Student council elections go virtual


Delaney Benchoff

A throwback to days gone by. (from left) Owen Hardy, Mila Barry, Kelsey Lowthers, Mackenzie Campbell as first year student council members.

MILA BARRY, Editor-in-chief

For students interested in participating in Student Council, the virtual election process is beginning this week! Requirements to run are similar to past years, but adjustments have been made to make the process paperless. Read on to learn more. 

What do I need to do?

Fill out the Student Council election sheet, which can be found here: StuCo election sheet! In order to complete it, you’ll need the following information.

  1. Knowledge of your grade level, your GPA (or 8th grade average), your school ID, and the position that you want to run for. Your GPA must be an 85 or higher. 
  2. 3 recommendation emails by your current teachers. These can be as simple as, ‘I highly recommend Student X for this position’
  3. 1 letter of recommendation from a teacher or adult in the community
  4. A 200 word essay on the following question: What is GHS and why is it important that I am on Student Council? You should also include information on jobs you’ve held and any volunteer experience you have to serve as an informal resume. SENIORS ARE EXEMPT FROM THIS!
  5. Two electronic signatures of the document, one by yourself and one by a parent or guardian

Where does all this go?

Recommendations should be sent to Ms. Finacey at The sheet itself can be emailed to Ms. Finacey or Ms. Menery ( 

If you’re new to GHS, or just to the concept of Student Council, you might be wondering what the group does and how it works. 

What does Student Council do?

As a Student Council member, your job is to help facilitate important high school events and experiences for your class. The majority of the time on the Council is spent organizing fundraisers and planning events, like prom or junior events. The Council also preps and plans pep rallies and designs class t-shirts.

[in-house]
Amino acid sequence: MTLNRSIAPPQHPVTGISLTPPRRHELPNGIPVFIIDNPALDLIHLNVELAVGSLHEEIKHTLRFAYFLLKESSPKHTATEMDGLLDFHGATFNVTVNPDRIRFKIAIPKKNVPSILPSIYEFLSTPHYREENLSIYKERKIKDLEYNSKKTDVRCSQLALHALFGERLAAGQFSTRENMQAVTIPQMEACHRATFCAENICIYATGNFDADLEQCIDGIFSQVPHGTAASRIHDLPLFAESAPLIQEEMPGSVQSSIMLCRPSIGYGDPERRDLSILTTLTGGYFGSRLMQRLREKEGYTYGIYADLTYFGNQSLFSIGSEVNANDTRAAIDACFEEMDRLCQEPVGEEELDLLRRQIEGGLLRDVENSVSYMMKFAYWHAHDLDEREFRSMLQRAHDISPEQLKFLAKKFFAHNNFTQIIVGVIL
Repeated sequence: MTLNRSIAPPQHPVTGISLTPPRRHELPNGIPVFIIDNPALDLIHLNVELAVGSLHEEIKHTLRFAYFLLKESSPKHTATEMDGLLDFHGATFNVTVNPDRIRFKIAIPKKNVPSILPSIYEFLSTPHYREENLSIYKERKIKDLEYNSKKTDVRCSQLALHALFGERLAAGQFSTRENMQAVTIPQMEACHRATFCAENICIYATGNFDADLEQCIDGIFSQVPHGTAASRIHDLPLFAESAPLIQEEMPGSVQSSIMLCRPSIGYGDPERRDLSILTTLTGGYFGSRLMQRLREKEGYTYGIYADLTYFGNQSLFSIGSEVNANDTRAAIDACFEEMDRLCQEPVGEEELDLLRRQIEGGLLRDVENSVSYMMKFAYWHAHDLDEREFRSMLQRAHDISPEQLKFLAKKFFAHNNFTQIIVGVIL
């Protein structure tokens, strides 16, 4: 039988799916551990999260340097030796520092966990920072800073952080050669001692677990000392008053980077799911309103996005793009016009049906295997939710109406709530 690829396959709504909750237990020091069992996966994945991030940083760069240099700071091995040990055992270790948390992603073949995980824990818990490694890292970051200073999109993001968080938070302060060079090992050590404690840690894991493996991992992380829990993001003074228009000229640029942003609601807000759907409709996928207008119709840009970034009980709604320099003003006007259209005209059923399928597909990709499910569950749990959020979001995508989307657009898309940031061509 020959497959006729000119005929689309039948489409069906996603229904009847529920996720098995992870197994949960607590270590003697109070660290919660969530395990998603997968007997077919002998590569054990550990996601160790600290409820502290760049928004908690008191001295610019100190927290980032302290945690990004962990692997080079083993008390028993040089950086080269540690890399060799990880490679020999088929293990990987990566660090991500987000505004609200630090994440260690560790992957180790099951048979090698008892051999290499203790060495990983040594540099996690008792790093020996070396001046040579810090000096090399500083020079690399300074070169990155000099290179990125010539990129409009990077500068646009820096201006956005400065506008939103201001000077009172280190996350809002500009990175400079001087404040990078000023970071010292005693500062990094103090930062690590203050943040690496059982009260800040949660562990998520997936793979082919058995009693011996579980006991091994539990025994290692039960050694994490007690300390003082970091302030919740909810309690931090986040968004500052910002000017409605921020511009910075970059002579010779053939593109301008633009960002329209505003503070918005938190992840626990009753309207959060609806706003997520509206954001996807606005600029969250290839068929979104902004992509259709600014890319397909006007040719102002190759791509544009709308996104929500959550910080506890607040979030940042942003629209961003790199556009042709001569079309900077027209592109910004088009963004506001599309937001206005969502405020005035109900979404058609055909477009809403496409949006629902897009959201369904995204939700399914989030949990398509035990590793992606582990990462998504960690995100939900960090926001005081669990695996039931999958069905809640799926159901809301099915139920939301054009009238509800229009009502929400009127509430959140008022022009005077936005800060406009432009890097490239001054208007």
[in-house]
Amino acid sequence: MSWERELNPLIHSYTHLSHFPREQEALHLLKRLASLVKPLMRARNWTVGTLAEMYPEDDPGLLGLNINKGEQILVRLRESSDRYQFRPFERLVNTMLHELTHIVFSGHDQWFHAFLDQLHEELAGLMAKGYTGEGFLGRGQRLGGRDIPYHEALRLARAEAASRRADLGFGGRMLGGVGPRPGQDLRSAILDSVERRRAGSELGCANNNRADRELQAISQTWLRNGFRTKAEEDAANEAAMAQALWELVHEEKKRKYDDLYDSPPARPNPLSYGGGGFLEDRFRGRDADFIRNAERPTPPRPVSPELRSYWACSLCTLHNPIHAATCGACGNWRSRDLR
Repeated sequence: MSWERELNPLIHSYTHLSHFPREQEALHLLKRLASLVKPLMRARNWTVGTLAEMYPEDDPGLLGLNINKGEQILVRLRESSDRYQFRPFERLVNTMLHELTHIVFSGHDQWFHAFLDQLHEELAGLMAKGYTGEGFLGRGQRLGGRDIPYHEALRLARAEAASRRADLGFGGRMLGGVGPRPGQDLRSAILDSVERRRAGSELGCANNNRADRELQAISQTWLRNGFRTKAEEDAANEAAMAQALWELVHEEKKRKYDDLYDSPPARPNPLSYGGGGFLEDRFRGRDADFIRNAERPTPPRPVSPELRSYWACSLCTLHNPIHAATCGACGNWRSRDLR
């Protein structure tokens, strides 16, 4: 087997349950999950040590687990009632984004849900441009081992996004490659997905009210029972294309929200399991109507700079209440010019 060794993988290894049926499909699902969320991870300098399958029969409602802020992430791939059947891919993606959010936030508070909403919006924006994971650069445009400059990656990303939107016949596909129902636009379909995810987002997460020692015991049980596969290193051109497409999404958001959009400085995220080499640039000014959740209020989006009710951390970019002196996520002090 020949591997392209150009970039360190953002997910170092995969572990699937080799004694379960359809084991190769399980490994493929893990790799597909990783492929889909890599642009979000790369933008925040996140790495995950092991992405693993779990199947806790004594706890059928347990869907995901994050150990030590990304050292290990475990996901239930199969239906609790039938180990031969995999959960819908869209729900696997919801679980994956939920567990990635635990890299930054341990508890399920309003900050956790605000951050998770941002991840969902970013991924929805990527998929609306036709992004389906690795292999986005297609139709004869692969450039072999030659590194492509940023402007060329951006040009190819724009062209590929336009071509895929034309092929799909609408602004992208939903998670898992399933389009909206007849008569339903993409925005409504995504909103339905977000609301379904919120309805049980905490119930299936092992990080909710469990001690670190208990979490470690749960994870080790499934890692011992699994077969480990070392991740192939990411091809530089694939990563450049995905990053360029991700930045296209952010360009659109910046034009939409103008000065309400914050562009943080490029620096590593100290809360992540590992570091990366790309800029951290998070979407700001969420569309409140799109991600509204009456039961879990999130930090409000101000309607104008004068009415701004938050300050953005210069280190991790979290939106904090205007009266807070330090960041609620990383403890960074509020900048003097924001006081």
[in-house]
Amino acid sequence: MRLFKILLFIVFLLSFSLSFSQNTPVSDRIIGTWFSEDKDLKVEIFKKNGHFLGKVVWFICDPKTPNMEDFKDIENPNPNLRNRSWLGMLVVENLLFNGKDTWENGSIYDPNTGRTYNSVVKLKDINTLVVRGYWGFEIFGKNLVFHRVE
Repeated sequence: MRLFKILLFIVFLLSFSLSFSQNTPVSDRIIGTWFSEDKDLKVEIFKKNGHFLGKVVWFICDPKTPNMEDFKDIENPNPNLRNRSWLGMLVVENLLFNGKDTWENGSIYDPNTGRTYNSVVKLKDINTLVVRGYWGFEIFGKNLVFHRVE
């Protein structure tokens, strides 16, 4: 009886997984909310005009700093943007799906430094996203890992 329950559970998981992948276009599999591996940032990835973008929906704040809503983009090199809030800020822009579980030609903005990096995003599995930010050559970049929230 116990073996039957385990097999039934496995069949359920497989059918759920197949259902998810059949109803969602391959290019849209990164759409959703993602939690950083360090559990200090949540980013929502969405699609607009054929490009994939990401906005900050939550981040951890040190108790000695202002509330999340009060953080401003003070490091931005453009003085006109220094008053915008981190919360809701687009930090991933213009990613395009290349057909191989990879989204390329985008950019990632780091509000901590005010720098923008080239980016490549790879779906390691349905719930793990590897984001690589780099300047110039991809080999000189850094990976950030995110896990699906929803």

Is it a big time commitment?

Each grade level has its own Student Council, with four officers, approximately 10 representatives (although this varies), and a faculty adviser. Officers meet with about two times per month; reps about once per month. The entirety of StuCo (all 4 grades) also meets periodically, and big responsibilities, like school clean days, are shared across grade levels. 

What are the differences between the positions?

President – President is an impressive title and requires a big commitment. Presidents lead the Student Council officers, facilitate communication between the officers and reps, pitch and spearhead new fundraising ideas, and deal with the logistical complications of getting plans off the ground. 

Vice President – The VP supports the President, dealing with all of the above and filling in the gaps when necessary. Though not as strenuous as the presidential role, it still demands energy and dedication. 

Secretary – The Secretary’s main job is to prepare for and record meetings. This means making agendas before a meeting beginnings and recording the proceedings as it occurs. The Secretary also shares duties with the other officers in organizing and facilitating fundraisers and events. 

Treasurer – The Treasurer works closely with the faculty adviser, keeping track of the funds that enter and leave. From hosting restaurant fundraisers to selling semi tickets, there are often a lot of moving parts for the Treasurer to keep track of.    

Representative – Reps generally take a less active role in leading the proceedings of the Council. They pitch ideas, volunteer at fundraisers, and provide support in a variety of ways, but don’t usually make big decisions.